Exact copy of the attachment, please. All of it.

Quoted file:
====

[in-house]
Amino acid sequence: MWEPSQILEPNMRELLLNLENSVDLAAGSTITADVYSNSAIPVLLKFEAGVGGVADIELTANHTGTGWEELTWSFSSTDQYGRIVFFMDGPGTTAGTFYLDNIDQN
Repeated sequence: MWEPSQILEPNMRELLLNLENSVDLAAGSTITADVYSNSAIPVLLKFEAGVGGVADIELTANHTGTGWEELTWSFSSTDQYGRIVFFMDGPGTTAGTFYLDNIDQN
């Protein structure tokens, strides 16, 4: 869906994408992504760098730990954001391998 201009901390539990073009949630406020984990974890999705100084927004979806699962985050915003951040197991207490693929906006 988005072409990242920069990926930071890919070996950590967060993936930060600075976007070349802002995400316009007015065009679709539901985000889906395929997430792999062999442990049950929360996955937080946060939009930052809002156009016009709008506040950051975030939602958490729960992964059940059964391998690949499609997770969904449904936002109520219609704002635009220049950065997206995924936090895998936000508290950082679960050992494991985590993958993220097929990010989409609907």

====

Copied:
[in-house]
Amino acid sequence: MWEPSQILEPNMRELLLNLENSVDLAAGSTITADVYSNSAIPVLLKFEAGVGGVADIELTANHTGTGWEELTWSFSSTDQYGRIVFFMDGPGTTAGTFYLDNIDQN
Repeated sequence: MWEPSQILEPNMRELLLNLENSVDLAAGSTITADVYSNSAIPVLLKFEAGVGGVADIELTANHTGTGWEELTWSFSSTDQYGRIVFFMDGPGTTAGTFYLDNIDQN
């Protein structure tokens, strides 16, 4: 869906994408992504760098730990954001391998 201009901390539990073009949630406020984990974890999705100084927004979806699962985050915003951040197991207490693929906006 988005072409990242920069990926930071890919070996950590967060993936930060600075976007070349802002995400316009007015065009679709539901985000889906395929997430792999062999442990049950929360996955937080946060939009930052809002156009016009709008506040950051975030939602958490729960992964059940059964391998690949499609997770969904449904936002109520219609704002635009220049950065997206995924936090895998936000508290950082679960050992494991985590993958993220097929990010989409609907």